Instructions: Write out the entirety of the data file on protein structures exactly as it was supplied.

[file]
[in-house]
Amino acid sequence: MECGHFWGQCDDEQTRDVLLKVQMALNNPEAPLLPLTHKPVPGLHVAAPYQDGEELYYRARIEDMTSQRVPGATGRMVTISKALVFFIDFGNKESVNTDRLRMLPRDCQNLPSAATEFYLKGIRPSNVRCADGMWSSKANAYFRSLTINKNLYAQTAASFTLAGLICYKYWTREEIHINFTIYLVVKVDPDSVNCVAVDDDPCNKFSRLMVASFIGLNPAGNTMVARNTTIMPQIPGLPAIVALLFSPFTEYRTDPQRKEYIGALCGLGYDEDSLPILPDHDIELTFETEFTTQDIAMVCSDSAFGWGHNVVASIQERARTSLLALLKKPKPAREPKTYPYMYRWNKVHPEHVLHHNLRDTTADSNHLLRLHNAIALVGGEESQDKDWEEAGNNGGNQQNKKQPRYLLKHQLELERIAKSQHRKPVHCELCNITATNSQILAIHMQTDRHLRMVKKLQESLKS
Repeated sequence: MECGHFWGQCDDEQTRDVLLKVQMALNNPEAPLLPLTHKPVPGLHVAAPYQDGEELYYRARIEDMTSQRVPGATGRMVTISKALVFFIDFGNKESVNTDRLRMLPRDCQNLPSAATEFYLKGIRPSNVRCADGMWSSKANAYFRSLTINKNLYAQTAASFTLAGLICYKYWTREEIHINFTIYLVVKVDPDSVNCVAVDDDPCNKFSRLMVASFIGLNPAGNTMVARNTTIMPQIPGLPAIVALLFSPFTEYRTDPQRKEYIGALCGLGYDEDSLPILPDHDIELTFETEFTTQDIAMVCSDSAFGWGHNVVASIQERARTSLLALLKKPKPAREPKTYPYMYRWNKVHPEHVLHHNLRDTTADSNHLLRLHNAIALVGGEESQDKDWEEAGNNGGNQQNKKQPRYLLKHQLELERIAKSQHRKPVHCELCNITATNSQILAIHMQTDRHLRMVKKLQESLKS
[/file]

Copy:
[in-house]
Amino acid sequence: MECGHFWGQCDDEQTRDVLLKVQMALNNPEAPLLPLTHKPVPGLHVAAPYQDGEELYYRARIEDMTSQRVPGATGRMVTISKALVFFIDFGNKESVNTDRLRMLPRDCQNLPSAATEFYLKGIRPSNVRCADGMWSSKANAYFRSLTINKNLYAQTAASFTLAGLICYKYWTREEIHINFTIYLVVKVDPDSVNCVAVDDDPCNKFSRLMVASFIGLNPAGNTMVARNTTIMPQIPGLPAIVALLFSPFTEYRTDPQRKEYIGALCGLGYDEDSLPILPDHDIELTFETEFTTQDIAMVCSDSAFGWGHNVVASIQERARTSLLALLKKPKPAREPKTYPYMYRWNKVHPEHVLHHNLRDTTADSNHLLRLHNAIALVGGEESQDKDWEEAGNNGGNQQNKKQPRYLLKHQLELERIAKSQHRKPVHCELCNITATNSQILAIHMQTDRHLRMVKKLQESLKS
Repeated sequence: MECGHFWGQCDDEQTRDVLLKVQMALNNPEAPLLPLTHKPVPGLHVAAPYQDGEELYYRARIEDMTSQRVPGATGRMVTISKALVFFIDFGNKESVNTDRLRMLPRDCQNLPSAATEFYLKGIRPSNVRCADGMWSSKANAYFRSLTINKNLYAQTAASFTLAGLICYKYWTREEIHINFTIYLVVKVDPDSVNCVAVDDDPCNKFSRLMVASFIGLNPAGNTMVARNTTIMPQIPGLPAIVALLFSPFTEYRTDPQRKEYIGALCGLGYDEDSLPILPDHDIELTFETEFTTQDIAMVCSDSAFGWGHNVVASIQERARTSLLALLKKPKPAREPKTYPYMYRWNKVHPEHVLHHNLRDTTADSNHLLRLHNAIALVGGEESQDKDWEEAGNNGGNQQNKKQPRYLLKHQLELERIAKSQHRKPVHCELCNITATNSQILAIHMQTDRHLRMVKKLQESLKS